Updates, commentary, training and advice on immigration and asylum law

Power to close down businesses employing illegal workers goes virtually unused


Older content is locked

A great deal of time and effort goes into producing the information on Free Movement, become a member of Free Movement to get unlimited access to all articles, and much, much more


By becoming a member of Free Movement, you not only support the hard-work that goes into maintaining the website, but get access to premium features;

  • Single login for personal use
  • FREE downloads of Free Movement ebooks
  • Access to all Free Movement blog content
  • Access to all our online training materials
  • Access to our busy forums
  • Downloadable CPD certificates

The Immigration Act 2016 authorises immigration officers to temporarily close down businesses persistently employing illegal workers. The provision is one of several that make up the hostile environment policy, which has been rebranded the “compliant environment”. The objective of the policy is to encourage those without permission to live and work in the UK to depart voluntarily.

Illegal working closure notices

Under Schedule 6 of the Immigration Act 2016, a high-ranking immigration officer may prohibit access to a business’s premises if it is employing an illegal worker and its history includes an illegal working offence or an order to pay an illegal working penalty within the last three years, or it has failed to pay an illegal working penalty. The officer displays the notice on the door to the premises.

The business can remain closed for up to 48 hours, by which time the immigration officer must have applied to the court for an illegal working compliance order. The court’s order can prohibit access to the premises for up to 12 months or require that the business carry out right to work checks at specific times.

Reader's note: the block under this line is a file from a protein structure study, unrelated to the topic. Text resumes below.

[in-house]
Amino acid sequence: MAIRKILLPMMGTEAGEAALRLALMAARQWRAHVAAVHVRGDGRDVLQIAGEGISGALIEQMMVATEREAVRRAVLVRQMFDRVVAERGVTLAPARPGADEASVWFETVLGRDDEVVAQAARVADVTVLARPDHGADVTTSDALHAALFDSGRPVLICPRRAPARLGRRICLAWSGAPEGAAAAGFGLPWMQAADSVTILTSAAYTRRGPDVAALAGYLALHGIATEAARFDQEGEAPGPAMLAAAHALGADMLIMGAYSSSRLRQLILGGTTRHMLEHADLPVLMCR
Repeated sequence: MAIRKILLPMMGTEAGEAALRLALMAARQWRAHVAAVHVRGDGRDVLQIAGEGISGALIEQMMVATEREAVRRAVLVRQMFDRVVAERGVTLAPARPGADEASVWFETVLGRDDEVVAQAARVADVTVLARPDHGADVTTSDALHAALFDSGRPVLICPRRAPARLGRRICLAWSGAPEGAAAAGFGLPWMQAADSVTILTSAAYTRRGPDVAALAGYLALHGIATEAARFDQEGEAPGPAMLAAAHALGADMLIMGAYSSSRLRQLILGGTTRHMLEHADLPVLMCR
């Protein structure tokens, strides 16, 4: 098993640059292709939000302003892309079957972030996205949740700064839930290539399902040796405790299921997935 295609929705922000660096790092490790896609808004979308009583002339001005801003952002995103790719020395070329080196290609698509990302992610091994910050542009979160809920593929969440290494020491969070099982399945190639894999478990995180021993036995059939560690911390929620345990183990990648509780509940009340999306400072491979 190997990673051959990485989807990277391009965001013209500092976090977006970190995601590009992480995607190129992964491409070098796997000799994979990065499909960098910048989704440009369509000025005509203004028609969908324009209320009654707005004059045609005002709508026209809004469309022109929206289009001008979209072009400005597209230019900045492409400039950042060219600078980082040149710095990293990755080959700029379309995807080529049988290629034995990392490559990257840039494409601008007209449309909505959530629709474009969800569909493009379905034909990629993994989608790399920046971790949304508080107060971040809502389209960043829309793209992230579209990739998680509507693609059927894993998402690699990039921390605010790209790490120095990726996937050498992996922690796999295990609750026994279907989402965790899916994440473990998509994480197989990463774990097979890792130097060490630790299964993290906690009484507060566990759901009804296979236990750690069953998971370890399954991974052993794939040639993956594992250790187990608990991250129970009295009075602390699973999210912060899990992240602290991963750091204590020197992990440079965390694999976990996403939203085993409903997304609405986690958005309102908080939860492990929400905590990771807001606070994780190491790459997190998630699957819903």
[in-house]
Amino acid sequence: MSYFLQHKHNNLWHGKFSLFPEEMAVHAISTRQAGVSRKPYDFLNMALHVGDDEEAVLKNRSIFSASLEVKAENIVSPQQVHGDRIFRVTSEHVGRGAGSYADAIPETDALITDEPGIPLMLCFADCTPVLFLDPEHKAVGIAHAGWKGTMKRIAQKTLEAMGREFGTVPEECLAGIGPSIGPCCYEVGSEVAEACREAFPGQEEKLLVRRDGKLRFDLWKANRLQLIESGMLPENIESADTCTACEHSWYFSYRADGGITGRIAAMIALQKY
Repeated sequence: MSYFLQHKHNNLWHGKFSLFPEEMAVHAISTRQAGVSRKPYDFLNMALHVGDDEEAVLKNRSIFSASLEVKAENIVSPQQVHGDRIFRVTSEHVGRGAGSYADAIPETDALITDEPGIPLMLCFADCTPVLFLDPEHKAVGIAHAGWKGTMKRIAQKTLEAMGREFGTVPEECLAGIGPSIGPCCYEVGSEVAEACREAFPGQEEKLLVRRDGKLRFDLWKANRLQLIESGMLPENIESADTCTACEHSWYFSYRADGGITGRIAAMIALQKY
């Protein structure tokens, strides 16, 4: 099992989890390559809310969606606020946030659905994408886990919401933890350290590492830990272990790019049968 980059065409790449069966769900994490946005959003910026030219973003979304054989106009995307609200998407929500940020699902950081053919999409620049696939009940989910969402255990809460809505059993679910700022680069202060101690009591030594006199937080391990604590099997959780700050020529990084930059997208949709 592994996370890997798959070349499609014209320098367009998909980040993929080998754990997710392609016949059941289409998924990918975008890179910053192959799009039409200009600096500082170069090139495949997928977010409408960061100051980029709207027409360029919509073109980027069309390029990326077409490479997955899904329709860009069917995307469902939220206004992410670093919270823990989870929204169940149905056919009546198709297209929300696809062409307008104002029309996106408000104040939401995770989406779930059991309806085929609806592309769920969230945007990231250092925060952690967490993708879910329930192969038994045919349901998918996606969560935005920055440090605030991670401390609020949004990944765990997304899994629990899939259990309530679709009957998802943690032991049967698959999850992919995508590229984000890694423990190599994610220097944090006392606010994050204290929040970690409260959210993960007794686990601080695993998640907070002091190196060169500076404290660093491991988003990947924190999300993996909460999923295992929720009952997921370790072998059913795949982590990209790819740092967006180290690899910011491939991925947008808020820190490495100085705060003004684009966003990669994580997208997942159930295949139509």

How are closure notices being used?

The Independent Chief Inspector of Borders and Immigration assessed the Home Office’s use of illegal working closure notices in a report published in May 2019. The Chief Inspector found that the power has not been used much, as reflected in this table from the report: 

Immigration officers reported that they do not issue illegal working closure notices because the process is too resource-intensive. A visit to court is required as well as follow-up visits to the business premises. It is possible that no illegal working closure notices have resulted in a court ordering a premises to remain closed for longer than the initial 48 hours. One illegal working compliance order reported in the media imposed various conditions on the business concerned, but allowed it to reopen.

The data reflects a general reduction in immigration enforcement activity after the Windrush scandal came to light. According to the Chief Inspector’s report, Windrush “fundamentally altered the environment in which [immigration enforcement] operated”. Across government, the appetite for enforcement was reduced. Some businesses were hostile towards visiting officers, recruitment became more difficult and other government departments no longer wanted to collaborate.

Another reason for low uptake of the illegal working closure notice powers might be that the Home Office’s guidance to frontline immigration officers is more restrictive than the power provided for in the Immigration Act 2016. The guidance directs them to “use a closure notice in the most serious cases, where previous civil penalties and/or convictions have failed to change employer behaviour and, usually, where a significant proportion of workers on the premises at the time of the visit are illegal”.

Consider as well that there is no revenue to be gained through issuing illegal working closure notices. In contrast, illegal working penalties generate millions of pounds a year.